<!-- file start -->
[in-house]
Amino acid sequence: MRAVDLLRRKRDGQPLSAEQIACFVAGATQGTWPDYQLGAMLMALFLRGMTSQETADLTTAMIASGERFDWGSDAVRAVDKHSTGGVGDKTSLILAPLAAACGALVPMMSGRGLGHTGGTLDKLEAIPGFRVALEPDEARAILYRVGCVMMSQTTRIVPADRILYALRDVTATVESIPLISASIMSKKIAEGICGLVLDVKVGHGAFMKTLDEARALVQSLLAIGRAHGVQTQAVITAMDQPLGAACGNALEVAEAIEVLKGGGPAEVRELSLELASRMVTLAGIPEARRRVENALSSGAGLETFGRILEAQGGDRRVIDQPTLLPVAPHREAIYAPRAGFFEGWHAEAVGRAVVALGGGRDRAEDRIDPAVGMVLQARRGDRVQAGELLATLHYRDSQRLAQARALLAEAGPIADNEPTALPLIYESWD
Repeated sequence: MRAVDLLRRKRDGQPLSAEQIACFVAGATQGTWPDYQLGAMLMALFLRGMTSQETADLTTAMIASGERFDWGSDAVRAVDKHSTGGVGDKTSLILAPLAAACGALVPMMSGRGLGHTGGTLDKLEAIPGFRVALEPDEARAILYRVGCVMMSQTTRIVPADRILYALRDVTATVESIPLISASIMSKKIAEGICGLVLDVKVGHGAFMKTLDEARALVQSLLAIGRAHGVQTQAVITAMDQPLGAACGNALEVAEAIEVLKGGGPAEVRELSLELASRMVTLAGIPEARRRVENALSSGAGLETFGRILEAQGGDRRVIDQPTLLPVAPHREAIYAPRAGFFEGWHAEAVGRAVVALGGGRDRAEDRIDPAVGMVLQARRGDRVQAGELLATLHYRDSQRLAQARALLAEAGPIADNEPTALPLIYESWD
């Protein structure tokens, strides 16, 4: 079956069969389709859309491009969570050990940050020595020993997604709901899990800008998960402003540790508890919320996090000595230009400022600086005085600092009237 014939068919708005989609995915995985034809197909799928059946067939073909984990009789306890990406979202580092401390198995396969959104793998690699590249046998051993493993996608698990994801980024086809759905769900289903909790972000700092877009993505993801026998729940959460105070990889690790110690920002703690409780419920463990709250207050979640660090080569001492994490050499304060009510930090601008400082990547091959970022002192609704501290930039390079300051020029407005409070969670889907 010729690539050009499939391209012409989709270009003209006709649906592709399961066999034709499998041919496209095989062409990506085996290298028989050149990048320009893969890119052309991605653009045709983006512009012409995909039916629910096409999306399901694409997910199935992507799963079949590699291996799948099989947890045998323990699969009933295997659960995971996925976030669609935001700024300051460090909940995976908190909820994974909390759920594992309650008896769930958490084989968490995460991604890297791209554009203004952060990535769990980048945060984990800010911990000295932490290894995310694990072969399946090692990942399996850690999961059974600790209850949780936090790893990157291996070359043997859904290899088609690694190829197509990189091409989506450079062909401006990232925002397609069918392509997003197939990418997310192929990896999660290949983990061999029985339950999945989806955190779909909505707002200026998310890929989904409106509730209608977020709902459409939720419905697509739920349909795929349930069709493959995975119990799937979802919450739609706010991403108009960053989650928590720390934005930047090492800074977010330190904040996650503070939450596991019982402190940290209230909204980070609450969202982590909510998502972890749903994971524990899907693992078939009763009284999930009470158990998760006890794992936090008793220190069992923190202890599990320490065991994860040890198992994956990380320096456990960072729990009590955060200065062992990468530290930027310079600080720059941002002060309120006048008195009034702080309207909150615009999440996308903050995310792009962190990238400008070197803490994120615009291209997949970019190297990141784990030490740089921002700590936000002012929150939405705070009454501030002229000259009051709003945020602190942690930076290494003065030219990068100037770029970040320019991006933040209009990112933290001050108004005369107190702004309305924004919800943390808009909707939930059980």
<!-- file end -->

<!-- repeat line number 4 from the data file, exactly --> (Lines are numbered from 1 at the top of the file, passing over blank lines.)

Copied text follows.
């Protein structure tokens, strides 16, 4: 079956069969389709859309491009969570050990940050020595020993997604709901899990800008998960402003540790508890919320996090000595230009400022600086005085600092009237 014939068919708005989609995915995985034809197909799928059946067939073909984990009789306890990406979202580092401390198995396969959104793998690699590249046998051993493993996608698990994801980024086809759905769900289903909790972000700092877009993505993801026998729940959460105070990889690790110690920002703690409780419920463990709250207050979640660090080569001492994490050499304060009510930090601008400082990547091959970022002192609704501290930039390079300051020029407005409070969670889907 010729690539050009499939391209012409989709270009003209006709649906592709399961066999034709499998041919496209095989062409990506085996290298028989050149990048320009893969890119052309991605653009045709983006512009012409995909039916629910096409999306399901694409997910199935992507799963079949590699291996799948099989947890045998323990699969009933295997659960995971996925976030669609935001700024300051460090909940995976908190909820994974909390759920594992309650008896769930958490084989968490995460991604890297791209554009203004952060990535769990980048945060984990800010911990000295932490290894995310694990072969399946090692990942399996850690999961059974600790209850949780936090790893990157291996070359043997859904290899088609690694190829197509990189091409989506450079062909401006990232925002397609069918392509997003197939990418997310192929990896999660290949983990061999029985339950999945989806955190779909909505707002200026998310890929989904409106509730209608977020709902459409939720419905697509739920349909795929349930069709493959995975119990799937979802919450739609706010991403108009960053989650928590720390934005930047090492800074977010330190904040996650503070939450596991019982402190940290209230909204980070609450969202982590909510998502972890749903994971524990899907693992078939009763009284999930009470158990998760006890794992936090008793220190069992923190202890599990320490065991994860040890198992994956990380320096456990960072729990009590955060200065062992990468530290930027310079600080720059941002002060309120006048008195009034702080309207909150615009999440996308903050995310792009962190990238400008070197803490994120615009291209997949970019190297990141784990030490740089921002700590936000002012929150939405705070009454501030002229000259009051709003945020602190942690930076290494003065030219990068100037770029970040320019991006933040209009990112933290001050108004005369107190702004309305924004919800943390808009909707939930059980």